During this calculation sequence, counter 23 and address unit 24 have been in operation to count a number of arriving input samples and store each arriving sample in buffer memory 22. It should be noted that the frequency of Q-clock 37 is high enough to ensure that each calculation is complete prior to an output pulse from countdown circuit 35, that is, the Q calculations necessary to determine a particular output sample are completed in a period of time less than M/(Lfr). Thus, depending on the frequency of Q-clock 37, the input samples necessary to compute the next output sample may or may not have arrived at input terminal 21 when the calculation of a particular output sample is complete. In any case, the samples will arrive prior to an output pulse from countdown circuit 35. When countdown circuit 35 reaches the count M it stops counter 23 and address circuit 24 which, as previously described, in conjunction with clock 25 and counter 30, sequentially shift the input samples stored in buffer memory 22 into shift register 27. Simultaneously, countdown circuit 35 sets bistable multivibrator 36 which starts Q-clock 37, thus beginning the calculation of the next output sample.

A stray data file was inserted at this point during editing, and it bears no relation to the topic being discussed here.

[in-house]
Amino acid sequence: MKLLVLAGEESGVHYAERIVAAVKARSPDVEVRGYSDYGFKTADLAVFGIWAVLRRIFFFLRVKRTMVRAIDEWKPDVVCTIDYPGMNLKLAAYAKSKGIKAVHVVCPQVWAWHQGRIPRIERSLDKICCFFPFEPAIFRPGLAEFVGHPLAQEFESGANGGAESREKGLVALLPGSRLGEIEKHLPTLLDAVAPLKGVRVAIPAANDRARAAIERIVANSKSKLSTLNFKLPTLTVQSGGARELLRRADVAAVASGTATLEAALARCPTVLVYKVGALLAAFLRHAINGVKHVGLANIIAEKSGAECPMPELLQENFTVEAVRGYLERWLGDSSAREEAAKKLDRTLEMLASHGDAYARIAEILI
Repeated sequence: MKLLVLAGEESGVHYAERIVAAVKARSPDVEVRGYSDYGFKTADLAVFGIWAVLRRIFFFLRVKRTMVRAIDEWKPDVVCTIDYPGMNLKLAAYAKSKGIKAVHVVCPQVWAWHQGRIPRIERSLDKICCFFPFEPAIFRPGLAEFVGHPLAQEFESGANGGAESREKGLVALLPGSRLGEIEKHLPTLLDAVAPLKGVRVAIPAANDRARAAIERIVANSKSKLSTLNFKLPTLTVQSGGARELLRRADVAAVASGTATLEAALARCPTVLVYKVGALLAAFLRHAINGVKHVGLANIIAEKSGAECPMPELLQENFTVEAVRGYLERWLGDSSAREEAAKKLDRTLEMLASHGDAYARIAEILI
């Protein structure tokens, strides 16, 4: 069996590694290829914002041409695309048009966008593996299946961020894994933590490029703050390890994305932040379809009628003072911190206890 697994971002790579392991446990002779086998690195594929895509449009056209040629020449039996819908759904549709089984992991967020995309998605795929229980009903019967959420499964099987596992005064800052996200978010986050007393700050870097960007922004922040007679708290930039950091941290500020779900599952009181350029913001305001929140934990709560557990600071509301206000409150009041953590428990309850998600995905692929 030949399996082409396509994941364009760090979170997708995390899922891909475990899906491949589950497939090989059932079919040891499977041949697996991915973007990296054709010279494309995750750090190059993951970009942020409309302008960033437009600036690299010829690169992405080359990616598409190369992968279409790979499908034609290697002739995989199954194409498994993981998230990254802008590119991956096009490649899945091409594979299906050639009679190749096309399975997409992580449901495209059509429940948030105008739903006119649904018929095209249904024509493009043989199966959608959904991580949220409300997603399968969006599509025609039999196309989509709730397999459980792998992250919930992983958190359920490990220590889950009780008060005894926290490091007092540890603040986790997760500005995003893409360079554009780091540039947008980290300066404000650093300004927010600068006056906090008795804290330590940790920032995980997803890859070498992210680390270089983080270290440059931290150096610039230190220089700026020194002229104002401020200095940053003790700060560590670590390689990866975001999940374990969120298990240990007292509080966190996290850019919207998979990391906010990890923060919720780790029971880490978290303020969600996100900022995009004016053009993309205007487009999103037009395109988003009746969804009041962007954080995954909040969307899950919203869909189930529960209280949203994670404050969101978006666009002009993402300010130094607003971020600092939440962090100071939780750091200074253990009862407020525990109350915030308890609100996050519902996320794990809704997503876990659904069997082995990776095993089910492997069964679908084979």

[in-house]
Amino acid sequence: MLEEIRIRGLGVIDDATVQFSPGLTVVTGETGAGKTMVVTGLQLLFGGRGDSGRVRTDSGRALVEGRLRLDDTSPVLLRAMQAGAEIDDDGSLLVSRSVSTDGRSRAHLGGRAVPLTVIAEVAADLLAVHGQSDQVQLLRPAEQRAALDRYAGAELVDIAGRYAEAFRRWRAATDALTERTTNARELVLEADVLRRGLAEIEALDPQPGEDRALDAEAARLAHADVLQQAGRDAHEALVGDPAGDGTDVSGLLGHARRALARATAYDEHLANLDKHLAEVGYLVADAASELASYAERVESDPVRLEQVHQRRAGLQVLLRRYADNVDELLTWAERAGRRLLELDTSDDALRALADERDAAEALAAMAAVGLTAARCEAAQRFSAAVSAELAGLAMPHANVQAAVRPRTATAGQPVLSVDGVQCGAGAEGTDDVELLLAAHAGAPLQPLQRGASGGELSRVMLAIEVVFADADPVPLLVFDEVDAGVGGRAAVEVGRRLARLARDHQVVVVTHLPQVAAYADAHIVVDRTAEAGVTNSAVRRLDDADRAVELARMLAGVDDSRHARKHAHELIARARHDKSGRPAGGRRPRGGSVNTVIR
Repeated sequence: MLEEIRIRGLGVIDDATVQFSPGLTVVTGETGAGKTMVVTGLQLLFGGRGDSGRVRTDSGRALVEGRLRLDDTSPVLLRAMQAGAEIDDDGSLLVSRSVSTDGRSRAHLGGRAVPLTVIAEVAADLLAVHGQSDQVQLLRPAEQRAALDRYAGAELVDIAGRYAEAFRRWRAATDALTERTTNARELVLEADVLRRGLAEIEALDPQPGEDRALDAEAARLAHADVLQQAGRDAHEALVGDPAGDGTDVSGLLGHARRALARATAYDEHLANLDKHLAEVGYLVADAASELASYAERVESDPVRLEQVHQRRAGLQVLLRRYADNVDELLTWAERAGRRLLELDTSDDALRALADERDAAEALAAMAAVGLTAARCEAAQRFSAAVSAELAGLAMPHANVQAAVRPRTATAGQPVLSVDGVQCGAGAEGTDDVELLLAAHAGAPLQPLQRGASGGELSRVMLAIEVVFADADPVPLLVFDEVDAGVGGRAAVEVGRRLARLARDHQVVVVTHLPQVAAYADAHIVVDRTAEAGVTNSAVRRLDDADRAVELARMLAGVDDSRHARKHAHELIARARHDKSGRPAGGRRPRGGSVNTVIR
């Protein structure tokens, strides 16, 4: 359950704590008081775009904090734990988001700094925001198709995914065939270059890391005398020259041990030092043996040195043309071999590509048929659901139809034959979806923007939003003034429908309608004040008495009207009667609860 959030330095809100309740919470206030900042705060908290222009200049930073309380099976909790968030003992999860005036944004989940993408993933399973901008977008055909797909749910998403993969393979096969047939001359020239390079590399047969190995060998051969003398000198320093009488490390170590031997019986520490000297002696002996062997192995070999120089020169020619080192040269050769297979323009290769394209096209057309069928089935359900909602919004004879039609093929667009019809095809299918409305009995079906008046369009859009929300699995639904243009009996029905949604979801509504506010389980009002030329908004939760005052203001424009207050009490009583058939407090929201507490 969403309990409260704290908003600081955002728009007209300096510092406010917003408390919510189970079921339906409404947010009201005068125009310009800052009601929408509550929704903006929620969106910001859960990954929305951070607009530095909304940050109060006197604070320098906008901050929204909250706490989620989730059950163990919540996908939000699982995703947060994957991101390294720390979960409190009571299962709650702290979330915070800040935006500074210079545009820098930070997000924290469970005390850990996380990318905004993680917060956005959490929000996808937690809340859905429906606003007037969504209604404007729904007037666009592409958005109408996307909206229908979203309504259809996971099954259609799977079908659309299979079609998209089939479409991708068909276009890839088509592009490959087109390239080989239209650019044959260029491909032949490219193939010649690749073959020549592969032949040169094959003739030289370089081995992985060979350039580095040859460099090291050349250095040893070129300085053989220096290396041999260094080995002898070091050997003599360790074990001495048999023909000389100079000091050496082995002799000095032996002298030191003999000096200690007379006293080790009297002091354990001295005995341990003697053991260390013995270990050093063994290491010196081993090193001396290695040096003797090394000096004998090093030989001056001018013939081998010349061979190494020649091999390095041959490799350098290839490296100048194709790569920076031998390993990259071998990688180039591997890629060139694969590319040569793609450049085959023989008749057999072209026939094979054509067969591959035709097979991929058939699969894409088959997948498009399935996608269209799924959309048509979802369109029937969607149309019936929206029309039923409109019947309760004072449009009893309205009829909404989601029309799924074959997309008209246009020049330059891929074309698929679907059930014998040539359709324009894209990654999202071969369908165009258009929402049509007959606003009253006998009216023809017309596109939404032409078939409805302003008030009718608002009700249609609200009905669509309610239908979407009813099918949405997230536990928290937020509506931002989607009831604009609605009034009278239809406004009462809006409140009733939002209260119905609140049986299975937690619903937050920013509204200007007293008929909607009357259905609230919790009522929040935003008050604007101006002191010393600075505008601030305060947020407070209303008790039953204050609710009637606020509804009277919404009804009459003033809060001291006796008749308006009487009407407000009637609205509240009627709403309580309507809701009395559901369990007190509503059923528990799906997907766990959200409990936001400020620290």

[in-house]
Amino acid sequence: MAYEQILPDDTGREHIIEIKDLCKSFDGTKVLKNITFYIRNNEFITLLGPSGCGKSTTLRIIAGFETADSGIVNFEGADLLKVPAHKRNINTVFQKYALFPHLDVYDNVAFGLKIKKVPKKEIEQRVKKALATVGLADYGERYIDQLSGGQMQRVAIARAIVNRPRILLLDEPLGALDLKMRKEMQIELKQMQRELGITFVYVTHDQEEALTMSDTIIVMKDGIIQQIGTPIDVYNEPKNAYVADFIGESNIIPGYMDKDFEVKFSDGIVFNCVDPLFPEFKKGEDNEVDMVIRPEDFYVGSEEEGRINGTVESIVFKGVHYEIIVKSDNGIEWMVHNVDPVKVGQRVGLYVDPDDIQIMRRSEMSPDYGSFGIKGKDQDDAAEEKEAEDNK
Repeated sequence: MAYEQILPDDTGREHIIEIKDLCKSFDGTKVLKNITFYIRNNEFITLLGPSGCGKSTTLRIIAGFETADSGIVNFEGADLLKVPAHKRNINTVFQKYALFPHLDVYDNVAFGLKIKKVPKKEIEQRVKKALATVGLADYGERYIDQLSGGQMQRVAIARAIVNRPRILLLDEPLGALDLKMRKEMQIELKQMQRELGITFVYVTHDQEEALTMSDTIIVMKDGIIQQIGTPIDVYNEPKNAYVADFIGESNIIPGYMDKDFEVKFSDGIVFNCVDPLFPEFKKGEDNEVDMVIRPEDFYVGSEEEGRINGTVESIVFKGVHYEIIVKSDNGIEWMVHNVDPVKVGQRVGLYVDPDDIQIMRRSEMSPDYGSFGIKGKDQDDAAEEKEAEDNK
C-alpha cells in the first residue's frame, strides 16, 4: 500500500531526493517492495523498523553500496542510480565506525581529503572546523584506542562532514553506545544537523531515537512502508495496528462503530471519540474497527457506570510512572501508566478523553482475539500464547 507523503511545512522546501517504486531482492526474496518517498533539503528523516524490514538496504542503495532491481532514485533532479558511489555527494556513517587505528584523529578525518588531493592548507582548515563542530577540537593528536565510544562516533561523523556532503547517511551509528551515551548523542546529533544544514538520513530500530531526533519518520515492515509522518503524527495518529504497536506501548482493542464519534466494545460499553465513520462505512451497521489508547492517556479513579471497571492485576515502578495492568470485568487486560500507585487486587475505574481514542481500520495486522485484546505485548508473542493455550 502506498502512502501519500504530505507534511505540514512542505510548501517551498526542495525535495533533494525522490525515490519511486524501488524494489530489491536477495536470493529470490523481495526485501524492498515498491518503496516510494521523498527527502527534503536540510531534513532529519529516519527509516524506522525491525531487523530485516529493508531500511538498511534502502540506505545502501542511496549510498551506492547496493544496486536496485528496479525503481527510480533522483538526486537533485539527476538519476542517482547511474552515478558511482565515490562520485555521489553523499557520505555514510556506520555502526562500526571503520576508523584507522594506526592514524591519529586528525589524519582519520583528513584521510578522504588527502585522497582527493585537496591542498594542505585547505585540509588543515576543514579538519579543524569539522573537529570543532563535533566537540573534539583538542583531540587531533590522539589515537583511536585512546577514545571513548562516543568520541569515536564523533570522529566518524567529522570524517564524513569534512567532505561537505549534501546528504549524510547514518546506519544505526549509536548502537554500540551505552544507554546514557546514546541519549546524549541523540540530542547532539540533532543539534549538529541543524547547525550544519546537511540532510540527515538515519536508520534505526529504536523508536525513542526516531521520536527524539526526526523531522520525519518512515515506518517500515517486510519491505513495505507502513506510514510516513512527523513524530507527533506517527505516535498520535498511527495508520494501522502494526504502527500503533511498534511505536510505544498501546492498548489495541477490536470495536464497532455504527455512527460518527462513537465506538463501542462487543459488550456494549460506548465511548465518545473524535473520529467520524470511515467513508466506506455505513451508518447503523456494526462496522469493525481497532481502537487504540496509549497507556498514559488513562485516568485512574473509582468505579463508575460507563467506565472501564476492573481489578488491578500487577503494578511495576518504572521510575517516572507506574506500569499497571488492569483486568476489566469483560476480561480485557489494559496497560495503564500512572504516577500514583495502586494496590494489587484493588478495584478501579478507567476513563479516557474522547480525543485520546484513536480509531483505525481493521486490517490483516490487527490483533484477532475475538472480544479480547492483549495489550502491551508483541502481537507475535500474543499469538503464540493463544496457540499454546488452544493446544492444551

It can be noted that the number of samples to be transferred from buffer memory 22 to shift register 27 varies not only with the particular interpolator-decimator ratio L/M, but may also vary during the calculation of particular output samples for a given ratio L/M. For example, it can be shown that where L/M is greater than one, i.e., the circuit is an interpolator, either zero or one update input sample is required for the calculation of any output point y(n). In the case of a decimator, however, several input samples may be required to update the system for a particular calculation. Accordingly, the storage capacity of buffer memory 22 is determined by the ratio L/M of a particular embodiment.